Witnessing the construction of Gaudí’s masterpiece

Antoni Gaudí (1852 – 1926) was a Catalan architect and designer at the forefront of the Art Nouveau movement in Spain. He is synonymous with Barcelona and has created many of the city’s most notable landmarks, including the Park Güell, Casa Mila and his most famous work, the Sagrada Família.

The basilica is the most visited attraction in Spain, welcoming over 4 million visitors each year, and was my first stop on my first trip to the Catalan capital. Pre-booking is recommended, which I did online yesterday, with entrance, an audio guide and access to one of the towers costing €23.80.

You need to choose whether you want to visit a tower above the Nativity façade or the Passion façade (more on each of those below) and select a time slot for entering the tower (although you can stay as long as you like once up there). I’ve chosen to climb the Passion side, to the west, at 17:00.


Gaudí graduated as an architect from the University of Barcelona School of Architecture in March 1878 and, just five years later at 31 years of age, became head architect of the Basilica.

At that time, construction of the crypt was already underway, with the cornerstone having been laid the previous year. However, a disagreement between philanthropist Josep Maria Bocabella, who initiated the project, and original architect Francisco de Paula del Villar y Lozano led the latter to step down.

Gaudí spent his first few weeks on the project totally redesigning almost every aspect of the temple, aiming to tell the story of the Bible throughout the building and enlarging the project, which originally encompassed three naves, a crypt, an apse with seven chapels and a pointed bell tower rising 85 metres above street level.

These plans were replaced by Gaudí for his temple to include five naves, a transept, an apse with ambulatory, cloisters surrounding the building, twelve bell towers, six lanterns, three façades and the tallest tower (yet to be built) standing 172.5 metres above ground level.

Gaudí spent 43 years working on the Basilica (while also undertaking other commissions) and it was estimated to be between 15 and 25 percent complete when he died in 1926 following a collision with a tram at the age of 73.

A succession of architects have taken over the project since then, although work was halted during the Spanish Civil War, fought from 1936 to 1939. Anarchists broke in to the workshop at that time and burned plans, smashed models and even started a fire in the crypt.

A painstaking process then started to reconstruct the plans from charred remains and accompanying photographs, with construction work only recommencing in 1954. Work, which is funded by the entrance fees, has been uninterrupted since then.

The central nave was completed in 2000 and the still-unfinished church was consecrated by Pope Benedict XVI in 2010, following installation of an organ earlier that year. The current ambition is to complete the building in 2026, in time to mark the centenary of Gaudí’s death, although signage in the workshop indicates a possible slip to 2030.

The workshop contains plaster models of the temple and its components (at a scale of 1:1, 1:10 and 1:25). These restored models form the basis for the construction, as Gaudí preferred working with models rather than drawings.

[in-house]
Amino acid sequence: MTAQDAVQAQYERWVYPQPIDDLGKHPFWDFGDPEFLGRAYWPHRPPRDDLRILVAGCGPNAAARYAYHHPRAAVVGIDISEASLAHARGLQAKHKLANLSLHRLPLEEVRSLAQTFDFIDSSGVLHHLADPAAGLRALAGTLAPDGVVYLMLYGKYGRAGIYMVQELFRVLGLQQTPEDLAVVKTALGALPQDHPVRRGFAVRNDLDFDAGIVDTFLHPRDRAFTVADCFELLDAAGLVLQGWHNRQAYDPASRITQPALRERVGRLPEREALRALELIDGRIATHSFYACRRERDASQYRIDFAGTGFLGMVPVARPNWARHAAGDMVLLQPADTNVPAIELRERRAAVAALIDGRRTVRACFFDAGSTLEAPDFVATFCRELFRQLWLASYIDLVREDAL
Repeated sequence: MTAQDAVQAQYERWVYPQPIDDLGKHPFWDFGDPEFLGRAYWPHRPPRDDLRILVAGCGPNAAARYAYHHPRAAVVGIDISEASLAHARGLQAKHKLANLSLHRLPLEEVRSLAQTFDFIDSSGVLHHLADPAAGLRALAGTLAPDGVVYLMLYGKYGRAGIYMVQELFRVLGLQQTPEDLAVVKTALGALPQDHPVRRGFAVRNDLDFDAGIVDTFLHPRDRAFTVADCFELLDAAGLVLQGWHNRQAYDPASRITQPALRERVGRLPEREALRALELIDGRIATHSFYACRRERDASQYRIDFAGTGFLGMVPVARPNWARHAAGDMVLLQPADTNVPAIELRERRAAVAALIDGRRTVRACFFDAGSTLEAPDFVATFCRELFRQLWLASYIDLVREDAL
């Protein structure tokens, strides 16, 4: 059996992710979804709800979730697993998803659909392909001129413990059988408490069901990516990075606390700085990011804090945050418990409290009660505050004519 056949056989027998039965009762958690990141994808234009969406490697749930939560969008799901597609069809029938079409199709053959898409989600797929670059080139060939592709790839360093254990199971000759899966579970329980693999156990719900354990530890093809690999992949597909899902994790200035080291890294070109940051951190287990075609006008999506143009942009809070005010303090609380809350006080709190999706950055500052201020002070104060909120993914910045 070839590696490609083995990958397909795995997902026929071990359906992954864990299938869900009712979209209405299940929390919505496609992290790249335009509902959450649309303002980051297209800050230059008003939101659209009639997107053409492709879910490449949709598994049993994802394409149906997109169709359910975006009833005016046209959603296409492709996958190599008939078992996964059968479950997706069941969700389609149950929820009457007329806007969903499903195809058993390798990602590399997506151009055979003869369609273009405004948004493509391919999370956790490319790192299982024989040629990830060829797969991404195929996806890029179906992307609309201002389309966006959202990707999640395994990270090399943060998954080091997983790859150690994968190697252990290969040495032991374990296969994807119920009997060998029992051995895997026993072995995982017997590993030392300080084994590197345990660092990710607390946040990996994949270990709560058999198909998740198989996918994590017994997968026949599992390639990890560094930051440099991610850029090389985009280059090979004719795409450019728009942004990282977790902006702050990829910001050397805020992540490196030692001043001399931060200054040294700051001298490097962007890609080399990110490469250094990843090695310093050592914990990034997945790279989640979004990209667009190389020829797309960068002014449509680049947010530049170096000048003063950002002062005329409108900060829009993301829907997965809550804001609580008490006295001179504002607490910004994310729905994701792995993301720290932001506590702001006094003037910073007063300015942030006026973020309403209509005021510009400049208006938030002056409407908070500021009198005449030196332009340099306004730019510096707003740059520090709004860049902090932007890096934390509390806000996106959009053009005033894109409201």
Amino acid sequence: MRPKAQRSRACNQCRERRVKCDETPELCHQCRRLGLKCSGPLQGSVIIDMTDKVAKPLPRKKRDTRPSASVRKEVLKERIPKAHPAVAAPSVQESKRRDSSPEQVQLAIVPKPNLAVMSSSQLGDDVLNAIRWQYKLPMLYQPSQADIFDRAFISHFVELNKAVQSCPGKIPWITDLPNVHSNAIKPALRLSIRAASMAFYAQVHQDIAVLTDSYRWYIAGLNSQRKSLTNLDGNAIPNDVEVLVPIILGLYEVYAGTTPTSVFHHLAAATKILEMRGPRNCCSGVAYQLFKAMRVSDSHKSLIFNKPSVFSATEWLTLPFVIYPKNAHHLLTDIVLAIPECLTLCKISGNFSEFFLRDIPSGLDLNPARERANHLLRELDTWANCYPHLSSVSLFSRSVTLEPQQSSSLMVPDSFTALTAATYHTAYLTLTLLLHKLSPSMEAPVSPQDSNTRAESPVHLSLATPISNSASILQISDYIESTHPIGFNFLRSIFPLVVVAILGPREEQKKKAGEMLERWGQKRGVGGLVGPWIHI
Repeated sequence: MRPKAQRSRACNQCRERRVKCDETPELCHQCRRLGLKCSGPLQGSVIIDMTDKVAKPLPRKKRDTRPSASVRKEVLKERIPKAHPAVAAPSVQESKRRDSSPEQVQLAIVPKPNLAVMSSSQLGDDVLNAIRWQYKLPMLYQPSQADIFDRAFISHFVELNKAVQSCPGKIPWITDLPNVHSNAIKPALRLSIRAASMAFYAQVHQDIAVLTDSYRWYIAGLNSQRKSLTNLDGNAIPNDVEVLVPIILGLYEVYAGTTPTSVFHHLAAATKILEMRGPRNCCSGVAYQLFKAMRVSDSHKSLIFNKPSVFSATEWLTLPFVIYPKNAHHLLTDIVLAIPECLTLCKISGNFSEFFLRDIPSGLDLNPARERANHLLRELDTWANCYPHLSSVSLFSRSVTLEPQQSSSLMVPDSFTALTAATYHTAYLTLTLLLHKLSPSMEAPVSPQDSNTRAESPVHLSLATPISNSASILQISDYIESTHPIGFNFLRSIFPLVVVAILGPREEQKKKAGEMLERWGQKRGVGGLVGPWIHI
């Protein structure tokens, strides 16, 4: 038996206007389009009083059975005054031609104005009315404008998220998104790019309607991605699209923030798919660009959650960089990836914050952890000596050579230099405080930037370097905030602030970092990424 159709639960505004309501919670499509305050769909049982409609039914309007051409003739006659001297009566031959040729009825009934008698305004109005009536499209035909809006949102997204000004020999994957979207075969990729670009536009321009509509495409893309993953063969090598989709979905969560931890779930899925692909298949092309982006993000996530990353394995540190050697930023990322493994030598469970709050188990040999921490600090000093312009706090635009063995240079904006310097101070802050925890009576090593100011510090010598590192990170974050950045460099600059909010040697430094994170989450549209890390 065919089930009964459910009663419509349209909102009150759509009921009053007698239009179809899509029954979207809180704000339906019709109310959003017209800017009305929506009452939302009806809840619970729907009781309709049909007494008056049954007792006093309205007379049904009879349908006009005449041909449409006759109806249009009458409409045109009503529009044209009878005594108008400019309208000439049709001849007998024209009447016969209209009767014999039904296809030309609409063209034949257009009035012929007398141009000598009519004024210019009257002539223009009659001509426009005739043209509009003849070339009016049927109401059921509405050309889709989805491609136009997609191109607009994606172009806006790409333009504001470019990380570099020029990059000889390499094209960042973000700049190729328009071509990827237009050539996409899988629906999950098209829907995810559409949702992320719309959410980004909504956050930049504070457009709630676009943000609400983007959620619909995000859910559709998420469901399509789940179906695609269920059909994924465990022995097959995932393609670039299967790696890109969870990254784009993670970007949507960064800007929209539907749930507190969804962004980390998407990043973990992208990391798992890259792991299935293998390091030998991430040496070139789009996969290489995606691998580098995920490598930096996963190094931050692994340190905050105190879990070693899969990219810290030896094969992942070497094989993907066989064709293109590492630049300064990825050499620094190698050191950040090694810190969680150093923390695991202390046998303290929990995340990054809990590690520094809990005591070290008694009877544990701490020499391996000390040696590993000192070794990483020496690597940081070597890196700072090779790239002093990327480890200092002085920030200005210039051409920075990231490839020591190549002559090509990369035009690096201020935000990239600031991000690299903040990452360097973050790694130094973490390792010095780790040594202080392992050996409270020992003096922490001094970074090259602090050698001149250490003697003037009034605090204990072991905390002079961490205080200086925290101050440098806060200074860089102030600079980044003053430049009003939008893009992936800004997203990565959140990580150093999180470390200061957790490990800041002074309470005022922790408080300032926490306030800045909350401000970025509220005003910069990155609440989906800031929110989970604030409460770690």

Passion façade

The Passion façade, depicting the Passion of Jesus, is austere and carved with harsh straight lines. This side of the building was started in 1954 and took two decades to construct. The sculptures, by Josep Maria Subirachs, have been added since 1987 (with more still to come) but initially received a cool reception from the public. I personally really like the modern feel of these geometric shapes.

Nativity façade

The Nativity façade represents the birth of Jesus and, appropriately, was the first to be built, with construction underway between 1893 and 1936. Gaudí was keen to have this one built first as he thought it would be more appealing to the general population at the time and could attract more donors to the project. While certainly very ornate, I find the sculptures on this side more traditional and less unique than their peers on the Passion side.


Gaudí sought out maximum contrast in his stained glass windows and, unusually, the most transparent pieces are high-up, while illustrations and text tend to be lower down and easier for visitors to see and read. The lighter glass at the top allows light to stream in to the nave, more so than in other churches.

The interior of the church is packed with unique characteristics and sculptures that match each of the two opposing façades already built. Supporting columns are inspired by the shape of tree trunks and are double-twisted to symbolise the ascent in to heaven.

In 2010, an organ with 1,492 pipes was installed as well as the baldachin, which is heptagonal to represent the seven gifts of the Holy Spirit: wisdom, understanding, counsel, fortitude, knowledge, piety and fear of the Lord. Grapes hang from it to represent the wine of the Eucharist and fifty lamps symbolise the days of Eastertide.

I recommend purchasing a ticket with tower access as these offer a new perspective on the architecture of the building and indeed great views of the city of Barcelona. These tickets also include a comprehensive audio guide to explain other elements of the building and its history.

The best time to visit is in the late afternoon when the sun cascades through the stained glass as it lowers in the sky, plus there tend to be fewer tour groups at the end of the day. It will take at least two hours to visit, although I spent almost four hours there myself and think it was a really good way to start my tour of Barcelona.

Leave a Reply

Your email address will not be published. Required fields are marked *